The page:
Airedale Terrier Information
Airedales are the largest of all terriers with males standing at about 23 inches in the shoulder and females only a bit smaller. Clever, confident and alert, the Airedale has a sweet disposition but isn’t afraid to stick up for himself. The breed is thought to have originated in the Aire River valley in England in the mid 1800s and was used to hunt large rats found in the area.
Airedales’ wiry, tan coat does require regular brushing and stripping. The breed also needs regular exercise and stimulation, as it can get bored easily. You can count on Airedales to be great with children and other pets and very easy to train.
Airedale Terrier History
The Airedale Terrier is a cross, primarily of the old English rough-coated Black and Tan Terrier and the Otterhound. The breed originates from Airedale, a valley in Yorkshire named for the River Aire.
These dogs were used by hunters who would pair them up with hounds to chase prey and then the Airedale would complete the kill. This showed the Airdale’s courage to track down pray even into its burrow. These dogs made great guardians of farm and homes.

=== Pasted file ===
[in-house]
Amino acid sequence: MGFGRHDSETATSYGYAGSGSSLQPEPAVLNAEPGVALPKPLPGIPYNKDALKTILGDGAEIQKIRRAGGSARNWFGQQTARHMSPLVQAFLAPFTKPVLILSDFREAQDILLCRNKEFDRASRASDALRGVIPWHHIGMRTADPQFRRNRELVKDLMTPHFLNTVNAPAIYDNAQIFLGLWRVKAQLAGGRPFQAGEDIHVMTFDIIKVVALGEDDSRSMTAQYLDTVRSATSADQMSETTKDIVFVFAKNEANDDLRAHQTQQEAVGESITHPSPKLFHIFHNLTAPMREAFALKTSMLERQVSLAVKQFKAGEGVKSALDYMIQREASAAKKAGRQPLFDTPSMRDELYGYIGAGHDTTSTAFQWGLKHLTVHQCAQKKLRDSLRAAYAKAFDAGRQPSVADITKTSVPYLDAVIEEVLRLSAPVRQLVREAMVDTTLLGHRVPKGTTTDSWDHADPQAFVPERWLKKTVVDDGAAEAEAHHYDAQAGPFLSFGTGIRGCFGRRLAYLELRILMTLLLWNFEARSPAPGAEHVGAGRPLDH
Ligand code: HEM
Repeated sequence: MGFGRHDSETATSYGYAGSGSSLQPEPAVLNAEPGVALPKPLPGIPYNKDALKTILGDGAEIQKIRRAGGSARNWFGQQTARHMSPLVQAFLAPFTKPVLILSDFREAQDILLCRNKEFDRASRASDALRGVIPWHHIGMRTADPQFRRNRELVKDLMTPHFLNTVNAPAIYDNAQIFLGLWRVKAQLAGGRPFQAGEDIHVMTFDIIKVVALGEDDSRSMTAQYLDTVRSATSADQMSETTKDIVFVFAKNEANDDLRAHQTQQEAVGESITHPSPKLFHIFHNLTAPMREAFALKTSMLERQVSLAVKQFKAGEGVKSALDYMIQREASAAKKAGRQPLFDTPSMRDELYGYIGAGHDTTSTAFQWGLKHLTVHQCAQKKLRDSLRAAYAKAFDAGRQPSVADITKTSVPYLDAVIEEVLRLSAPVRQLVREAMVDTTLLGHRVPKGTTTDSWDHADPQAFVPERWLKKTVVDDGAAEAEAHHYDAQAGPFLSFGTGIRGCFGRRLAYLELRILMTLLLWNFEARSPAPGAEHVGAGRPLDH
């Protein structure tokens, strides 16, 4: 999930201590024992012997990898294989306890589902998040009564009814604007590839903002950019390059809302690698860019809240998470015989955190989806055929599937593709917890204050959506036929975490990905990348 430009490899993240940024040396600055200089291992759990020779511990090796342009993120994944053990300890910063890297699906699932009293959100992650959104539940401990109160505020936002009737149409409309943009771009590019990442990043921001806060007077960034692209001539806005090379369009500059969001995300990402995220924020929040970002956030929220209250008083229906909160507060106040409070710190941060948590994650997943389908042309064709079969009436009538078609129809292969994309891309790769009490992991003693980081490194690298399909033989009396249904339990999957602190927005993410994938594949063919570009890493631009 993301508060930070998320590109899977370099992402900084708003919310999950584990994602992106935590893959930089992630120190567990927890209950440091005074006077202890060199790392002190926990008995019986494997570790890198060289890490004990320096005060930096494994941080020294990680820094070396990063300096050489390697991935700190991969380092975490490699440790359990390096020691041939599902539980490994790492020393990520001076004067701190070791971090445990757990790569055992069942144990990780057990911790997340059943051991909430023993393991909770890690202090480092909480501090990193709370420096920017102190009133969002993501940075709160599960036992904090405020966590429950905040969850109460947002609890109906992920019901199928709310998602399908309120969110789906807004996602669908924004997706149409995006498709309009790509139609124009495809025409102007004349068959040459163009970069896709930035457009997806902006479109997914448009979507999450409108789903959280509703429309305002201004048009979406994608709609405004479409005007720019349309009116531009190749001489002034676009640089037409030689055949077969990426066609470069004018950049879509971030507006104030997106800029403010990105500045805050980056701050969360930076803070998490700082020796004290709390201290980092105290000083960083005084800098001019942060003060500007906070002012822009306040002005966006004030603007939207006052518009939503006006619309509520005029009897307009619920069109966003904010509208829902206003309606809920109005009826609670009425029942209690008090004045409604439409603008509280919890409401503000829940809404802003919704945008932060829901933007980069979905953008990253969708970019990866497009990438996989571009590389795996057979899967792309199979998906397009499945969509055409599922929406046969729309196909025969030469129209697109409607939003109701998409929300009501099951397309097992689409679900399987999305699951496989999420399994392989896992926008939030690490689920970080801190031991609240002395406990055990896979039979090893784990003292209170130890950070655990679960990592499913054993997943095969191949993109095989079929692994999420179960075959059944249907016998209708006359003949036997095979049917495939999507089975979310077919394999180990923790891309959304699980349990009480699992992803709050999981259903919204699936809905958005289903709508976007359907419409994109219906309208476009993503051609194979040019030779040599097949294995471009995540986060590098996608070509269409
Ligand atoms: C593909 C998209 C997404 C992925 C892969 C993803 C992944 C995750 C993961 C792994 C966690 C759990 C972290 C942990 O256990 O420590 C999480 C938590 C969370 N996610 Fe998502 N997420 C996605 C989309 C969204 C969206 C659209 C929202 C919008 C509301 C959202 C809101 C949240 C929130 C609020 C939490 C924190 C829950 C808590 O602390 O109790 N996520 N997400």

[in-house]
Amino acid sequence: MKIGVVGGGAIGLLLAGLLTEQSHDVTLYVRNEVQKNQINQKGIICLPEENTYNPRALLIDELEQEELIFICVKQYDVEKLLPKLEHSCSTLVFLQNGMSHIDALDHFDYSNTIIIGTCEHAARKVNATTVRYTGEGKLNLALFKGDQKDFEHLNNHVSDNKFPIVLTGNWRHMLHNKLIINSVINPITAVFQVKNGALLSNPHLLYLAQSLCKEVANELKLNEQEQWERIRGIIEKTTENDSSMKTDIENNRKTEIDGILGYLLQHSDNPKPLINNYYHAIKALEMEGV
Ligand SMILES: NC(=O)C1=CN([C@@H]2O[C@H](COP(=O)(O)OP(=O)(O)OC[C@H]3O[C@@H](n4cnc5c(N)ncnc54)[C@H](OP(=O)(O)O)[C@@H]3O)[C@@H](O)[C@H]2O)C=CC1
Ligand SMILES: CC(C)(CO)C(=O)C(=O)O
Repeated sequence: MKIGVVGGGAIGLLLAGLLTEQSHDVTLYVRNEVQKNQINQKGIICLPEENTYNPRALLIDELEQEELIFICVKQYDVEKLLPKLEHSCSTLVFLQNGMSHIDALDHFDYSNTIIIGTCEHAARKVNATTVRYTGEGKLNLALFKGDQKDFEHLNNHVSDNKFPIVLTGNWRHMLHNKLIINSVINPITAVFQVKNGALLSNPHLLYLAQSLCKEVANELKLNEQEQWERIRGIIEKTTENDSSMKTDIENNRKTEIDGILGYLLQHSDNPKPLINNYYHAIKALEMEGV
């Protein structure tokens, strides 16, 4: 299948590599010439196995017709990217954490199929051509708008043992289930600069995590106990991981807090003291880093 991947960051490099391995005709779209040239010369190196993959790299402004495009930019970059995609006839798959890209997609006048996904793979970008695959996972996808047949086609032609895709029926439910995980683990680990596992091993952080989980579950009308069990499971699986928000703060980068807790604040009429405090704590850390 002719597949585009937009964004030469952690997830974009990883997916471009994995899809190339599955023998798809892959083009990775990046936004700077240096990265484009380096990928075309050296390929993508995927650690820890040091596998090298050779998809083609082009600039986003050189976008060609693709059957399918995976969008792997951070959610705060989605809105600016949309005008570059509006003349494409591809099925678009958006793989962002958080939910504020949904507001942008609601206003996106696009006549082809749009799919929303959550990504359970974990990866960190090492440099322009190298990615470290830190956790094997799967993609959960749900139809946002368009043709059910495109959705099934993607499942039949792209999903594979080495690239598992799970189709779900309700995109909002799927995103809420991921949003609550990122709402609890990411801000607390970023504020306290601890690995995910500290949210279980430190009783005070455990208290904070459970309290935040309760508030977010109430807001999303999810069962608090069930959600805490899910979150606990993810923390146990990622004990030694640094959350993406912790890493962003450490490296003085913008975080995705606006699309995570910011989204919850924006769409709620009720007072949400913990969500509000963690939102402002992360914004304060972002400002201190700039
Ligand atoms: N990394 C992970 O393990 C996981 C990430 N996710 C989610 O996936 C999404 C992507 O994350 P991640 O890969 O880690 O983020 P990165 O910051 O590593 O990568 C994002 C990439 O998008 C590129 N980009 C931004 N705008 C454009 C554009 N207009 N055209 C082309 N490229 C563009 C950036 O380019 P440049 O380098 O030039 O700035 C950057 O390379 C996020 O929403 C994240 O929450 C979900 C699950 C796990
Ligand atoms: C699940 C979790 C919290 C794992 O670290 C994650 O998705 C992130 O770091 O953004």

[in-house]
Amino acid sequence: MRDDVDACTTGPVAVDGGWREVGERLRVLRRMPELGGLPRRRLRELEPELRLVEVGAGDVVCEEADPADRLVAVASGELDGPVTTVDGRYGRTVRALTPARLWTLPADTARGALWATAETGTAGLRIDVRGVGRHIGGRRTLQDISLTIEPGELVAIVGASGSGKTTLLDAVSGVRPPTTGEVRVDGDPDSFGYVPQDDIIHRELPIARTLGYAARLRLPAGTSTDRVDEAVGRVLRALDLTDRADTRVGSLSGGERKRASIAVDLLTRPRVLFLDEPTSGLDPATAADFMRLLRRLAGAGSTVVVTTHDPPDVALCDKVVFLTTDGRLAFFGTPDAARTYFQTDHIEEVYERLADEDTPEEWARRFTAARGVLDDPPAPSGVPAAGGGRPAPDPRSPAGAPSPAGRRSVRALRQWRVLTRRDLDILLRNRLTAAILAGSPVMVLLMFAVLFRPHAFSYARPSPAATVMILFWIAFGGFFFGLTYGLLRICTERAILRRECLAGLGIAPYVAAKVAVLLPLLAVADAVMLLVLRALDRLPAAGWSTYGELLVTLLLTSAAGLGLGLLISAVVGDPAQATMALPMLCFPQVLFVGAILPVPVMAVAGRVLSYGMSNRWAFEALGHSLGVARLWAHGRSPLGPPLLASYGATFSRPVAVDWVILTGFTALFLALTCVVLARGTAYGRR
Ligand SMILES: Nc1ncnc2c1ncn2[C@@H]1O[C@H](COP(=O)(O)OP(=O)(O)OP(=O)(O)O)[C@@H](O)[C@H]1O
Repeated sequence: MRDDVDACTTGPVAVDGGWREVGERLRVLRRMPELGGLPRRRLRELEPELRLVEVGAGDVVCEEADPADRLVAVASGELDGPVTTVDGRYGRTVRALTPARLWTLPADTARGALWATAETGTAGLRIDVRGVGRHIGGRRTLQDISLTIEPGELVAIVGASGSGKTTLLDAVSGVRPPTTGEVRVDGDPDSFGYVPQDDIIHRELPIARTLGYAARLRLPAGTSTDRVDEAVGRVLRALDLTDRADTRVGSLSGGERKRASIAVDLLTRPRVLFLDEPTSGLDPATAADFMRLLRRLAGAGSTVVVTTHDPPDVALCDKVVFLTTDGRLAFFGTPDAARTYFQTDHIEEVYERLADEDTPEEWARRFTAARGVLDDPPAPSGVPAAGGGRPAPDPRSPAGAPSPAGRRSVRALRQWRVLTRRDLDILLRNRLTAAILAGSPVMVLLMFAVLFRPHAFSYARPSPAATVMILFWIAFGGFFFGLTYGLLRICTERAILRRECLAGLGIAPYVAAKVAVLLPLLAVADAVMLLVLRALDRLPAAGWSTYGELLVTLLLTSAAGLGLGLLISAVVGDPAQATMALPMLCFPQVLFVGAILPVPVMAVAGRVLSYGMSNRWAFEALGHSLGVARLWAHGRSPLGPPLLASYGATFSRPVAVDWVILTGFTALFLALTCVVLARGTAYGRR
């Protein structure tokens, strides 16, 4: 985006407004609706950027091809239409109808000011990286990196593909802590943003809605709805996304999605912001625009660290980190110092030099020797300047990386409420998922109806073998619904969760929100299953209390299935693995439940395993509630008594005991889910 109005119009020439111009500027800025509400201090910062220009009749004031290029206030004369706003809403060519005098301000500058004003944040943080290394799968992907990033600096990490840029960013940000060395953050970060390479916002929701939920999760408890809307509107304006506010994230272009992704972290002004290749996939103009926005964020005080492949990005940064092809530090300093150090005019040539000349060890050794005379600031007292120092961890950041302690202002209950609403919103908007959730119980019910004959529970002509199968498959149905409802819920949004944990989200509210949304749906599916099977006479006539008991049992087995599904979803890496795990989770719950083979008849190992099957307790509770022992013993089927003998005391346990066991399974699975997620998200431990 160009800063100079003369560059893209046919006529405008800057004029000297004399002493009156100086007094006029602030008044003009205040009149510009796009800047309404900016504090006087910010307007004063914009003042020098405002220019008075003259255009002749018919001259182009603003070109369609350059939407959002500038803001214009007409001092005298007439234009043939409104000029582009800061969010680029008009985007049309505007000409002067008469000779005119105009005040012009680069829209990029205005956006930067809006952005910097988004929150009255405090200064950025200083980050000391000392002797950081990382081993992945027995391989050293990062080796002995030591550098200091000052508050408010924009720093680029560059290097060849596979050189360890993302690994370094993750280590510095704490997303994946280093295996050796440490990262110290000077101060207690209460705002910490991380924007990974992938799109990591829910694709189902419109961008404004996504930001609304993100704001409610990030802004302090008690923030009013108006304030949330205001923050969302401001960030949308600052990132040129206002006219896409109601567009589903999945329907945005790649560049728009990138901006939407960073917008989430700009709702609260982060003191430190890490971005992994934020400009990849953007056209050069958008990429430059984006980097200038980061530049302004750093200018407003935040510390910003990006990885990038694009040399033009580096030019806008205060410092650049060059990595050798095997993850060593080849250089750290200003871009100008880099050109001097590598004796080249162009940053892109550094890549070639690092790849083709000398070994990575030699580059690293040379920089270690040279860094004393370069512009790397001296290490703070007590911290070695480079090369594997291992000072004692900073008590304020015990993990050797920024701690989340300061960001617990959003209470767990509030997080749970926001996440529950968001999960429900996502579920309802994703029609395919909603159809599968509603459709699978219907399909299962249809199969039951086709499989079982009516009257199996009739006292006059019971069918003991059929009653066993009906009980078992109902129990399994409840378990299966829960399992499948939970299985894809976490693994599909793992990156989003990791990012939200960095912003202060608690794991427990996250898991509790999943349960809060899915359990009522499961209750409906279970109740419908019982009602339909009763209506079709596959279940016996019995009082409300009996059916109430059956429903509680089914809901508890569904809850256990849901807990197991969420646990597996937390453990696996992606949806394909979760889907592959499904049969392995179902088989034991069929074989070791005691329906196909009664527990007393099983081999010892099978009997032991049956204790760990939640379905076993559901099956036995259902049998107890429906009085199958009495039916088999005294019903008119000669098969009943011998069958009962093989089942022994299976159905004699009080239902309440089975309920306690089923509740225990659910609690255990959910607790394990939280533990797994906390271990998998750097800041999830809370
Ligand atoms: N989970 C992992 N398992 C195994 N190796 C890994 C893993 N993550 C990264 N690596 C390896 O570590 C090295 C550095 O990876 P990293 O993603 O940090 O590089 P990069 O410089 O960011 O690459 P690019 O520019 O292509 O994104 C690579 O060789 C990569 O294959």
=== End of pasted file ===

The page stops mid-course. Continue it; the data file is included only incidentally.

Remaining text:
The Airedale was used to transport mail and messages to soldiers during World War I. They were also used by the Red Cross to uncover wounded soldiers. Police initially used Airdales before switching to German Shepherds. U.S. Presidents Theodore Roosevelt, Calvin Coolidge and Warren Harding owned the breed.
Airedale Terrier Training & Temperament
Airedales are intelligent dogs who are happy to comply with their owners and easy to train. Being intelligent, however, means that they are prone to boredom and stubbornness if you don’t mix up the training regimen. It’s a good idea to provide activities and mentally stimulating toys to keep them occupied in combination with obedience training.
Airedale Terrier Exercise
Airdales, like other Terriers, have a high level of energy. This breed will need activity several times per day. This can include walks and play sessions in a yard or dog park.
Airedale Terrier Grooming
Airedales don’t shed too much, but it’s a good idea to brush them weekly to take care of loose hairs and maintain their coat. The coat overall needs little maintenance. The occasional bath can be given to keep clean as well as a few times a year the dog can be professionally groomed/clipped.
Airedale Terrier Health
Airedales are a healthy breed, one item to keep an eye out for is hip dysplasia. As with other dogs, ears should be checked and cleaned and teeth should be brushed.